What is Japanese Wine?

“You mean sake?”

That is the response most often encountered when asking if someone has tried Japanese wine. Given the huge international success of Japan’s “rice wine” (and the fact that nowadays your sake is as likely to be served in a wine glass as a cup or masu box), this is understandable. Here the most interesting point is not how sake has come to represent the wines of Japan, when in fact it is brewed in a process more closely related to beer than wine, but how Japan’s winemaking industry has managed to stay hidden away for so long.

The notion that Japan makes wine is something that has stayed a secret from not only the world at large but also much of the population of Japan itself for over 140 years. That is 140 years of winemaking in a valley hiding in plain sight just an hour and a half outside Tokyo. From small-scale beginnings here in Yamanashi, there are now over 300 wineries nationwide, from Hokkaido in the north to Kyushu and Okinawa in the south. To put that in context, that is almost as many wineries in Japan as there are Houses of Champagne in France.

“Ah, you mean Japanese plum wine?” you would be forgiven for asking next, for umeshu too is an increasingly common sight internationally. Again, the naming is misleading: this plum “wine” is a liqueur made from fresh plums and sugar steeped in a clear spirit such as shochu. Although a delicious nectar-like tipple, umeshu is - like sake - not actually wine.

So what is Japanese wine? In its purest definition it is wine from the native Japanese grapes Koshu and Muscat Bailey A - both recognized by the International Organisation of Vine and Wine (OIV). In wider terms, it is a broad repertoire of wines made in Japan from all the big name international grape varieties – Cabernet Sauvignon, Merlot, Shiraz, Chardonnay, Pinot Noir and even Nebbiolo and Kerner, as well as a plethora of other lesser-known varieties joined by obscure indigenous hybrids. But it all began with the enigmatic Koshu grape, named after the ancient Koshu region. Koshu is the grape most evolved to suit the local climate and most widely planted here, and it is crafted into a wine that is intriguingly Japanese in its nature. It is fair to say that when it comes to bringing Japanese wine to the world stage, it all starts with Koshu wine.

Koshu is thought to have arrived in Japan around 1,000 years ago from the Caucuses via China, probably brought over by Buddhist monks and initially cultivated for medicinal purposes. It has unusual (and most photogenic) pink skins and lends itself to crisp, light white wines, both still and sparkling. These dry aromatic wines are known for their citrus, white peach and sometimes honeysuckle or jasmine aromas, the latter manifesting themselves especially in wines given some skin contact during vinification - a fine art given that the thick skins that guard against disease in the humid vineyards have a bitterness that needs to be approached carefully in the winery. On the palate are lychee and dried fruits such as apricot and pineapple.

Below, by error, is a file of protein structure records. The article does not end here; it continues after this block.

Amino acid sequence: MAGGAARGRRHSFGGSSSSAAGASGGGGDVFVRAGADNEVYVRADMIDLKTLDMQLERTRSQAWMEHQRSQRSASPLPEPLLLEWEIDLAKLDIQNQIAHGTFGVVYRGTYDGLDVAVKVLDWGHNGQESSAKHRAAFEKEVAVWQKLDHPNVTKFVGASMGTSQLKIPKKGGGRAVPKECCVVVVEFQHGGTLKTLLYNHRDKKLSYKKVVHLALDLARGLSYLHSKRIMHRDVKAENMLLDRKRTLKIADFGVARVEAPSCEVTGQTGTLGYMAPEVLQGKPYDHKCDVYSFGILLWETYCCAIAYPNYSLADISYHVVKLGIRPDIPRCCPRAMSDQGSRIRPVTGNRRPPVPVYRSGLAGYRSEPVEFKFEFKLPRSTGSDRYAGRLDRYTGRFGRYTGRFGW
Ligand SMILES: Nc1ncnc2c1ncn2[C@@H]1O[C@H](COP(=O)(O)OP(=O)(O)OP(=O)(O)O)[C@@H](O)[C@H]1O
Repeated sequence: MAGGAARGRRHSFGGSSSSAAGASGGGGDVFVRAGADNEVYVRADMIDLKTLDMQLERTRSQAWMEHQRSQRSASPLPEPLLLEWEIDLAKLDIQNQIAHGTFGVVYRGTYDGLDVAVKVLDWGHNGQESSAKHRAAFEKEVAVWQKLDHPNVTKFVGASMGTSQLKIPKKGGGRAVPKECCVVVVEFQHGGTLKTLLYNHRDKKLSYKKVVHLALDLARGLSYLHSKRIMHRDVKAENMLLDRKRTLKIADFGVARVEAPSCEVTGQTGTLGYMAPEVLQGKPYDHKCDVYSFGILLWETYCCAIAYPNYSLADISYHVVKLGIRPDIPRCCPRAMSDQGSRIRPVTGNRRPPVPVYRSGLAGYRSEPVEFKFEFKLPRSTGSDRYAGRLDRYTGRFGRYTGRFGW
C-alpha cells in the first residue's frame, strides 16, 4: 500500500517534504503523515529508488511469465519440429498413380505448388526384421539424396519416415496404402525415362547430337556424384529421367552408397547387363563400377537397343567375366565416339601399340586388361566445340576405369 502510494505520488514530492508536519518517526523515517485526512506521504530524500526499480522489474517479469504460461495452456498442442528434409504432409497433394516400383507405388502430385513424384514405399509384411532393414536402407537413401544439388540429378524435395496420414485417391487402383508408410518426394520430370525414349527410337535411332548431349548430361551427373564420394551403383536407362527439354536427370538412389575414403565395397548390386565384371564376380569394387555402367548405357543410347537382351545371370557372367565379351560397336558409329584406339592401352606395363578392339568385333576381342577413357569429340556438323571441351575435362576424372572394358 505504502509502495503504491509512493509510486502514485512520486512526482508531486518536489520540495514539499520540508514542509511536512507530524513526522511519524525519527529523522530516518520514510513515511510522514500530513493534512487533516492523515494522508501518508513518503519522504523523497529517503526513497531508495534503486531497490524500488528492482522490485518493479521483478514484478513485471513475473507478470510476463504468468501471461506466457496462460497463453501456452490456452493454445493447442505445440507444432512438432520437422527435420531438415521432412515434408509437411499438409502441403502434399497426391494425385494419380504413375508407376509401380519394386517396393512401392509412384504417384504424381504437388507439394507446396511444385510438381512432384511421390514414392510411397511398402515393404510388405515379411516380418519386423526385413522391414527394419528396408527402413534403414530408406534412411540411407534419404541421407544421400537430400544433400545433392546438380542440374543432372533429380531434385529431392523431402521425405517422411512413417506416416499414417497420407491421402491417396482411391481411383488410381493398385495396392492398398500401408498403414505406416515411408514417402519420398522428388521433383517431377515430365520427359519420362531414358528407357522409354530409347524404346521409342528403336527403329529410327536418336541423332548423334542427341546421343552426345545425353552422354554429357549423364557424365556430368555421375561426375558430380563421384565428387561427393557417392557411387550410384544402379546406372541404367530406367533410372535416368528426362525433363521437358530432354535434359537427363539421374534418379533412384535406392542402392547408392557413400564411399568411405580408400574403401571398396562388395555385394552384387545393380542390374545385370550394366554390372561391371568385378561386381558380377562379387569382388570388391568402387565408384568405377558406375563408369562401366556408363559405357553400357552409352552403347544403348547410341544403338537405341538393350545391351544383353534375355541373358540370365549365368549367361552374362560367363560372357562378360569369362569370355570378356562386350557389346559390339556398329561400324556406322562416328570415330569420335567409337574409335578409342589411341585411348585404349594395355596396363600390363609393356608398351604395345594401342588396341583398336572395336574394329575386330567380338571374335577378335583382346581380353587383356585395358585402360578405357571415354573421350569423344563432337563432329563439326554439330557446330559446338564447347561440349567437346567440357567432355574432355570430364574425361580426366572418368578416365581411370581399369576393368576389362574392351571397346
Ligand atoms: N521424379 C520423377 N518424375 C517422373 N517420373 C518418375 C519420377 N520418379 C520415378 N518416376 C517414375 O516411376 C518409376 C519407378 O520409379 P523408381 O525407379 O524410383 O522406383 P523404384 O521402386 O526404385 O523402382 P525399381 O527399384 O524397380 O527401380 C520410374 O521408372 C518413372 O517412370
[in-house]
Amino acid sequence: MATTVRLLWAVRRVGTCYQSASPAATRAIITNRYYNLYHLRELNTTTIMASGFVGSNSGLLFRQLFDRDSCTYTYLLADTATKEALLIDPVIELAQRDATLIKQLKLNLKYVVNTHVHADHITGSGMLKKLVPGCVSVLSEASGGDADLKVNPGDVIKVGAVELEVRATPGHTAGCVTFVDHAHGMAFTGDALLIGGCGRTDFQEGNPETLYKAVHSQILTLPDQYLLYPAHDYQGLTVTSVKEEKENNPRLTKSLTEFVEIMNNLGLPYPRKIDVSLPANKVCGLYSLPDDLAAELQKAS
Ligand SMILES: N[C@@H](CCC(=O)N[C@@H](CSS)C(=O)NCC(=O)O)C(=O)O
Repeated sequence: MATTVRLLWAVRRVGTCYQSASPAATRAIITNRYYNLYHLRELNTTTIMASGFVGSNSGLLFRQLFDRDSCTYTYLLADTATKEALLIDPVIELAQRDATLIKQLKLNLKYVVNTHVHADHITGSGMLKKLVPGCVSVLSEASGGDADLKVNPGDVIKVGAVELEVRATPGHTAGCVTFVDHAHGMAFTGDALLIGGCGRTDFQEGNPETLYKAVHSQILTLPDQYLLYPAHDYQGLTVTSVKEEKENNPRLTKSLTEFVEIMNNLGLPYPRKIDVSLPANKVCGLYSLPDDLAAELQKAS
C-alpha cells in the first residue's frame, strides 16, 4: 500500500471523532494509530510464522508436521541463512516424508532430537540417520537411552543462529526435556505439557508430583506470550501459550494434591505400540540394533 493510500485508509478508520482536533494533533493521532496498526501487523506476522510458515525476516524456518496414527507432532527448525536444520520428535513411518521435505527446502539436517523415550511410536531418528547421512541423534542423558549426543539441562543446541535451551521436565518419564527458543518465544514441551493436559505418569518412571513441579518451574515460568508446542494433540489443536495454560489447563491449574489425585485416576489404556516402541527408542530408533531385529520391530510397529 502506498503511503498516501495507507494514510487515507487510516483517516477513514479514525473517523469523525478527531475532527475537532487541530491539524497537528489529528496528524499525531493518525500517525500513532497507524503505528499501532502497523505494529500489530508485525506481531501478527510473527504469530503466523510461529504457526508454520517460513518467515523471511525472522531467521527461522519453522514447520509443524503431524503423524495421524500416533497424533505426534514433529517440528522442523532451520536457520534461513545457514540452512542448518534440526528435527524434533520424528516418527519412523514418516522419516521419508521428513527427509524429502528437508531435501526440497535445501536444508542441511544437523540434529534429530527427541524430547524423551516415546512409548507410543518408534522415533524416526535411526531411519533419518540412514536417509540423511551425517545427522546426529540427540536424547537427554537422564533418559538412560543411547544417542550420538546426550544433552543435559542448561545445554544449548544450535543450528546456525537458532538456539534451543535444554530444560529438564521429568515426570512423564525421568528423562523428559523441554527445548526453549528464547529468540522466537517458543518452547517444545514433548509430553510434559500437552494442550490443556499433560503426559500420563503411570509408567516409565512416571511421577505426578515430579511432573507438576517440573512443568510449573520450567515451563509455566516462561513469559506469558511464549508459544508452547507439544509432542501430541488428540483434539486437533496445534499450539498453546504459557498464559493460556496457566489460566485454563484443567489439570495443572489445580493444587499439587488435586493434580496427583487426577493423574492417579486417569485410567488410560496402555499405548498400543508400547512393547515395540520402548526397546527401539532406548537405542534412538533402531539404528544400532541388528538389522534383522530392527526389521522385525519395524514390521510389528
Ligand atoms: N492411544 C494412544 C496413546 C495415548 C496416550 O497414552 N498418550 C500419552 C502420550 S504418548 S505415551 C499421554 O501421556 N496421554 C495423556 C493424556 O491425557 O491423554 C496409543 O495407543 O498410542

But for all the talk of zesty citrus and exotic fruit, Koshu is a subtle wine. It wins your affections over time rather than bowling you over on the first date. It is elegant and distinctive but it demands thought to fully appreciate and the right environment to bring it out of its shell. This is not a wine that is comfortable in a crowded nightclub, but find it at home with a record playing and it is most beguiling, and placed in the intimate serenity of a high-end Japanese restaurant it could not be more charismatic.

In appearance, Koshu wine is clear with a hue of peach or straw of varying intensity depending on its age and how it was made. Sur lie is the predominant style of production, a process introduced to Japan by Chateau Mercian in the early 1980’s that first brought out Koshu’s potential as a sophisticated dry white wine. The recent trend among local wine makers is experimentation with differing degrees of skin contact during vinification, as well as a more subtle approach to oak aging (when used at all) so as not to overwhelm the delicate aromas and flavours characteristic of the grape. The leading winemakers continue to innovate: Aruga has seen success with a Koshu produced with freeze-concentration to intensify the flavour, for example, while Grace recently discovered the potential for malolactic fermentation in Koshu – a secondary fermentation known for bringing characteristic butteriness to Chardonnay. Terroir differences are also becoming more apparent, some even displaying aromas of lime and lemongrass one would more commonly associate with Sauvignon Blanc.

I hesitate to use the word zen, for it is over-used, but that is arguably the essence of the peaceful, minimalist environment in which best to enjoy a glass of Koshu, as well as the enjoyment of the wine itself – getting into the depths of something deceptively simple. There are of course exceptions – more intensely flavoured Koshu orange wines and Koshus fermented and aged in new oak, for example, but the predominant style is understated elegance. Either way, Koshu is uniquely Japanese and perhaps it is the relative neutrality of the wine and the umami (admittedly difficult to put your finger on, but let’s call it a savoury edge) in the finish that make it so well suited to sushi and sashimi.

Although closer in nature to sake, it is actually Japanese whisky with which Japanese wine may have more in common: both were born from Meiji Period (1868-1912) curiosity with the West, both are made with the personal devotion and highly professional precision Japan is best known for, and both have recently come into their own to present something to the world that is reassuring familiar yet distinctly Japanese.


By Rosemary Mitchell of KoshuValley.com, writing from Katsunuma in the Koshu Valley